That is how Jim and I began the project with Sarrah. Our first meeting was a portrait shoot of her with her newly short-cut hair and a 2 hour sit-down brainstorm session on what we were about to take on. The name came a bit later after we tossed possible titles around for weeks, searching for the right fit. In the end “the.embodiment” was the one name that seemed to convey the magnitude of what we were doing and what she was undergoing, both physically and emotionally.

In your video, I love how you mentioned asking yourselves what you wanted to convey and had a goal of creating a visual language around the project. Can you talk about that process a bit more?

IG: For Jim and myself, the visual language was key since during Covid there were endless moments we would not be able to be there for. For example, chemo treatments in the hospital, doctor appointments, etc. We knew we had to create the story part in recreating moments and part in conceptualizing them. This meant we had to invent the look of it ahead of time rather than focus our energy on documenting what was already there.

For the three of us, it was about conceptualizing a quasi-dreamstate, or quasi nightmare, by showing how she was changing in body and heart. So much of that was informed by talking to her – What are you feeling now, Sarrah? What is that like? What was yesterday like – what thoughts and feelings are you having when such and such happens? We would discuss all this and then plan how to represent it in photos. 

What advice do you have for photographers looking to get their personal projects published?

IG: Great question, we’re looking for feedback on that as well! We would love to have this work more fully featured and published and understand that is one of the challenges of personal work – how to get eyeballs on something you have birthed and sweated over. I’ll let you know when we get to that point. But in the meantime, that question can’t necessarily be at the forefront of your objective.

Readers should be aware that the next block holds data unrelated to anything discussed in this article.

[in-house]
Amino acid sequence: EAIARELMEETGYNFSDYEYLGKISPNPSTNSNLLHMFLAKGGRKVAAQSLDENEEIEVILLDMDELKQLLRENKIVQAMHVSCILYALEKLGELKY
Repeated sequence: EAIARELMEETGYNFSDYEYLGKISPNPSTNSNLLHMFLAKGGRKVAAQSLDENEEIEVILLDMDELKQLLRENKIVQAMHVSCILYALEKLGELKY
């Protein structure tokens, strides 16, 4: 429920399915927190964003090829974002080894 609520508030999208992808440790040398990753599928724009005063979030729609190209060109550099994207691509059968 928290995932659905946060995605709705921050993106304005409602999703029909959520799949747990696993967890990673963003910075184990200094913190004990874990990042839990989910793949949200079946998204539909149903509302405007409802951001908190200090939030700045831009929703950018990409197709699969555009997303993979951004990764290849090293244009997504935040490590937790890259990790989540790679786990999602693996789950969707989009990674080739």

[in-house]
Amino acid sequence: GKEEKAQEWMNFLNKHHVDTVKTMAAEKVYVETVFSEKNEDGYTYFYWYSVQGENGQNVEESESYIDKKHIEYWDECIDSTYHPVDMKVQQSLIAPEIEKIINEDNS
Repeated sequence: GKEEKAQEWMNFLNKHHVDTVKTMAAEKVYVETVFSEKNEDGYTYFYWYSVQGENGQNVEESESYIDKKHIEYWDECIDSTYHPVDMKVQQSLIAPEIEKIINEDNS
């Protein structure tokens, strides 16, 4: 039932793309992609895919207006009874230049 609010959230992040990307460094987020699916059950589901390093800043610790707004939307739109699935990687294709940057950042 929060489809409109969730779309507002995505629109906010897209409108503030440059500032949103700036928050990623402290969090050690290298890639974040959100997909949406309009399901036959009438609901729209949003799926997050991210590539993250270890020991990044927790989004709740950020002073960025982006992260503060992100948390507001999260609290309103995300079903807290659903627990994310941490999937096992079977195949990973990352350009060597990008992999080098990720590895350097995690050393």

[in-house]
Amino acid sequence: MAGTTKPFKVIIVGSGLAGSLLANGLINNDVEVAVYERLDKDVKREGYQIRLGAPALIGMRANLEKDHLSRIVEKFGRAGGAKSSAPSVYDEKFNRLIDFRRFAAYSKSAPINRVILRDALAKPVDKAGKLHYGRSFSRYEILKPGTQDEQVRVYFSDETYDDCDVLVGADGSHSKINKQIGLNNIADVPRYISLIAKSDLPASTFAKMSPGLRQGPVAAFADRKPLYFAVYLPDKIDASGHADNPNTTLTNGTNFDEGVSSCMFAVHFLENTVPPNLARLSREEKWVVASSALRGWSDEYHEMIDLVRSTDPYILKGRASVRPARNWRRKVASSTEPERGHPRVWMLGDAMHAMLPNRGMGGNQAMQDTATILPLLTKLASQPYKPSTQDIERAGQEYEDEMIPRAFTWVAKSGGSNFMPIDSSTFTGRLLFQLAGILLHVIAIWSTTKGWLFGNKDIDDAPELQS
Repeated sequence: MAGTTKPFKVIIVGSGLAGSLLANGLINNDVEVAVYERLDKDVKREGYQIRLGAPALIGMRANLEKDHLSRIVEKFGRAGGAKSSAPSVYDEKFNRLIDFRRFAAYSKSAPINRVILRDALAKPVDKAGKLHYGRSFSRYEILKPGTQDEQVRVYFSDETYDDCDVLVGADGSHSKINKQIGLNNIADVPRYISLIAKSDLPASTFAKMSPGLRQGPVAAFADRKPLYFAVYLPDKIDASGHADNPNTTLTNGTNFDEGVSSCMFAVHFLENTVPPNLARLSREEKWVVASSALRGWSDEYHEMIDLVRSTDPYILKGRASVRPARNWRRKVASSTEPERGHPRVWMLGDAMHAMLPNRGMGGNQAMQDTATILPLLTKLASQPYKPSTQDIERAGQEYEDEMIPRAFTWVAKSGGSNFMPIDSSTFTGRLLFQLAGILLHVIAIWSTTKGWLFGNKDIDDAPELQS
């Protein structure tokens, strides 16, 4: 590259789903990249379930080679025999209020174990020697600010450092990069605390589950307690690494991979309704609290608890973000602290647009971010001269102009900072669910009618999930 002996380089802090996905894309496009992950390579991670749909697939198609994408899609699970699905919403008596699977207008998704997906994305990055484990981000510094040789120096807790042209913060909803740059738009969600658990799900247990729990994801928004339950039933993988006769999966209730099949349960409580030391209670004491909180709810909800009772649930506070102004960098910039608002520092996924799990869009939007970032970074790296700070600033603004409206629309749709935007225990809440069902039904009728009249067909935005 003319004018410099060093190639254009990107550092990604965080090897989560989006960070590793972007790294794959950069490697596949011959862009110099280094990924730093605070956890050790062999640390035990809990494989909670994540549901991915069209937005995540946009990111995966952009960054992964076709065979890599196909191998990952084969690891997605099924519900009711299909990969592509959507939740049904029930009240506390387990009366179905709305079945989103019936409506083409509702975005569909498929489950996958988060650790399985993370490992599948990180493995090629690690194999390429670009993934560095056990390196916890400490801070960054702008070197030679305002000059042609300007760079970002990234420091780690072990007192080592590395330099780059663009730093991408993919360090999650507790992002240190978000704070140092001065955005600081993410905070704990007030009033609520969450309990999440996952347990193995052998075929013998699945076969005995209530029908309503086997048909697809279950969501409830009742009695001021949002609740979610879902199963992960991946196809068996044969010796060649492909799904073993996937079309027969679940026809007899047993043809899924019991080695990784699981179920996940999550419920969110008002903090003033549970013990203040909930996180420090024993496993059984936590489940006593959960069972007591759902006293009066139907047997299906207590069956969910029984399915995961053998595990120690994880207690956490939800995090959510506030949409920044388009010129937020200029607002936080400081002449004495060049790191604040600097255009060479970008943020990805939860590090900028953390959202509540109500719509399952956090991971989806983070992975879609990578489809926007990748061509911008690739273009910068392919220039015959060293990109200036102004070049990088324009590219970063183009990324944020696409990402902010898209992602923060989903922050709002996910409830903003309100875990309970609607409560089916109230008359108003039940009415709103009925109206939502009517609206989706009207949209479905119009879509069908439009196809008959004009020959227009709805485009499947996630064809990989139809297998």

The work and narrative must come first. Keep your focus there and be true. Because one thing we wrestle with is how not to create work that gets published since that will inherently cloud your judgment and choices. Instead, create the work that you are meant to create, and hopefully a larger audience will appreciate it as well.

Iri Greco

You and Jim primarily photograph fitness and sports, how has that work impacted this project?

IG: Yes, our work is 60% sports and fitness. The other part is food and portraiture. As far as sports and fitness, it has impacted this project in many ways. First off, we know Sarrah from photographing her as a yogi and lululemon ambassador so, in the most fundamental way, it is completely linked to our client work. Secondly, the way we “see,” understand, and visualize the body is infused with that approach. We were in many ways capturing Sarrah as she went through a physical metamorphosis, a shape-shifting body in space and time, very much like an athlete putting themselves through endurance training, through suffering, and through personal wins and losses.